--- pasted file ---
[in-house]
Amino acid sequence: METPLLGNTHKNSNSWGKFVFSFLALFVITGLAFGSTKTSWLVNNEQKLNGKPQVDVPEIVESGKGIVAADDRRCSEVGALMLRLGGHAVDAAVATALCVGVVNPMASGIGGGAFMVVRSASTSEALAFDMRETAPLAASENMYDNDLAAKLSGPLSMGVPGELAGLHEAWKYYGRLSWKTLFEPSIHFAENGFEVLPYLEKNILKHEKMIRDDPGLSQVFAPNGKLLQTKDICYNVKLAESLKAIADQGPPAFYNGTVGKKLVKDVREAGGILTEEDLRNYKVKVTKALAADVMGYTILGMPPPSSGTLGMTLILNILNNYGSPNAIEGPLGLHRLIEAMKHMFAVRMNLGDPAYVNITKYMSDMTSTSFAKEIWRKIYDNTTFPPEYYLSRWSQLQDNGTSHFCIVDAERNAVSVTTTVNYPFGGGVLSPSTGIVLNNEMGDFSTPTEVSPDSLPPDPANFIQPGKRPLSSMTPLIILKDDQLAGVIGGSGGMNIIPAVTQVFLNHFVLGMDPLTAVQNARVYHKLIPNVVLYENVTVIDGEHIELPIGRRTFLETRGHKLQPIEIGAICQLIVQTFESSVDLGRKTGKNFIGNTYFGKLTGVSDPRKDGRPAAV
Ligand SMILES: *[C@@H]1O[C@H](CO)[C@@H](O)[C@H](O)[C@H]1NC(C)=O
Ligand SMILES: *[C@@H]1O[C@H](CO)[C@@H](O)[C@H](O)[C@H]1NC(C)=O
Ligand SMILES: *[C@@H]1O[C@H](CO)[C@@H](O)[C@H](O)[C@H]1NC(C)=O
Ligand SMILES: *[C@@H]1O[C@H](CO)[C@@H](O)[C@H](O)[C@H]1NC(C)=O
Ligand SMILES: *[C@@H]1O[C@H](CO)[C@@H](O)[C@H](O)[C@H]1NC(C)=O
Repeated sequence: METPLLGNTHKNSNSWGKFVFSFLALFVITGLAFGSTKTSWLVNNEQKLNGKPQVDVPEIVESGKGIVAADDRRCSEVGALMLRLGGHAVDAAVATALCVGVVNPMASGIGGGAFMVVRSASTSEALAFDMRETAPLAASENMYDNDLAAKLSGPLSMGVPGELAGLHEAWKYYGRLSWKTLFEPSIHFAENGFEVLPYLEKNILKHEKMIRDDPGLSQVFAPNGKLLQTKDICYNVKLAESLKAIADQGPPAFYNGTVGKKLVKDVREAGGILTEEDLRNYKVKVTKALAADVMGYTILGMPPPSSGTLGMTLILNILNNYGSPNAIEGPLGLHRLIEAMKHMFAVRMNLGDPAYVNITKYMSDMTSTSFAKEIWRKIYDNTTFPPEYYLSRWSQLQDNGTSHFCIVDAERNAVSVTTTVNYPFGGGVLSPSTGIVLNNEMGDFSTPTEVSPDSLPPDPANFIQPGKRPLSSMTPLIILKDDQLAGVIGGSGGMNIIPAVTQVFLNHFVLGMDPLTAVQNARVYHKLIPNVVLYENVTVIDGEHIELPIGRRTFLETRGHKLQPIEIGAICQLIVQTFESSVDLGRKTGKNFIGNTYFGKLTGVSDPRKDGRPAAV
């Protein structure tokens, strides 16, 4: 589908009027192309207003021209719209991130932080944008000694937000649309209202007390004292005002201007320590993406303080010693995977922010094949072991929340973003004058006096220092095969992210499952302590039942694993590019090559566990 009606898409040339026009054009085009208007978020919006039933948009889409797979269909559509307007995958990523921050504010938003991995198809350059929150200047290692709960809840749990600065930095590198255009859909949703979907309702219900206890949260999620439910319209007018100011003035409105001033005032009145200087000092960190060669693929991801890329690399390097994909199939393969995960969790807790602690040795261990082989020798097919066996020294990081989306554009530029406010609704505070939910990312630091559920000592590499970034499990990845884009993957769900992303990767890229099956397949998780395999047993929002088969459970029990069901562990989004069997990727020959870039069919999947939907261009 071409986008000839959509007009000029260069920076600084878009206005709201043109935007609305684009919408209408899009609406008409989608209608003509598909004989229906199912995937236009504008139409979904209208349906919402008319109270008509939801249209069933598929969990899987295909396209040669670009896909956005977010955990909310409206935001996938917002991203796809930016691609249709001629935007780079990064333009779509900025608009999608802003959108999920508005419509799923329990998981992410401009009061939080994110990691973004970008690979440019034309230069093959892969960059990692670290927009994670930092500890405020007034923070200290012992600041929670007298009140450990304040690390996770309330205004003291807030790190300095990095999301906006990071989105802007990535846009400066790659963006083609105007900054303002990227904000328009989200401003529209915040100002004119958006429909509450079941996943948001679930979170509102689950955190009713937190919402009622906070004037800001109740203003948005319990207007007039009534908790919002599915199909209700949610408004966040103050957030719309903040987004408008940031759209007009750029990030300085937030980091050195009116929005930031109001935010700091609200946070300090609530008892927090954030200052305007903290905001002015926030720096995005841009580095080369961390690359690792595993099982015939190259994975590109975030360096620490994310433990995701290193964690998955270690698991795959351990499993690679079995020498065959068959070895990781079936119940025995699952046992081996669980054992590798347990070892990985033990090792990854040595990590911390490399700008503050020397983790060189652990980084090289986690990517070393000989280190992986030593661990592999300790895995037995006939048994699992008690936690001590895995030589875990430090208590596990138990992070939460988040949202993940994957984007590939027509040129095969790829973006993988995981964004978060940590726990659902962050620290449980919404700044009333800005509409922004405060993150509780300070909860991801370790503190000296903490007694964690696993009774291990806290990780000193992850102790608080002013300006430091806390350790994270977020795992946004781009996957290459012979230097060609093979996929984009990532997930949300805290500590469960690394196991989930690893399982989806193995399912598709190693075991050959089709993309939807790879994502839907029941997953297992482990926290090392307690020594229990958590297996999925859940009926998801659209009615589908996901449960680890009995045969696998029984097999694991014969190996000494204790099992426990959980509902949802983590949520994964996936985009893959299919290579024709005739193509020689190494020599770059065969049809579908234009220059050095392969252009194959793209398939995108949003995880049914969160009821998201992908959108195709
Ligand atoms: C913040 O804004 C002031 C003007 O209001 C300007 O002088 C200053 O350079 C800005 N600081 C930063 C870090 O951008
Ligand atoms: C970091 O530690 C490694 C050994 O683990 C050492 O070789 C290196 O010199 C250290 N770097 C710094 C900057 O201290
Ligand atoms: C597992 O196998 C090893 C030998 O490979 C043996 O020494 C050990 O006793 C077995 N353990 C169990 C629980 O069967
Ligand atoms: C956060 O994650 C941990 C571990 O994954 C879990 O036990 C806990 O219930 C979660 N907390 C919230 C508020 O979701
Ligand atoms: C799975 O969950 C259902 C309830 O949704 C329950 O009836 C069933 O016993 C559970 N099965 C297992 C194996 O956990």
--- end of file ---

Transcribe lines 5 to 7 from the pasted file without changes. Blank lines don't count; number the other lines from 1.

Ligand SMILES: *[C@@H]1O[C@H](CO)[C@@H](O)[C@H](O)[C@H]1NC(C)=O
Ligand SMILES: *[C@@H]1O[C@H](CO)[C@@H](O)[C@H](O)[C@H]1NC(C)=O
Ligand SMILES: *[C@@H]1O[C@H](CO)[C@@H](O)[C@H](O)[C@H]1NC(C)=O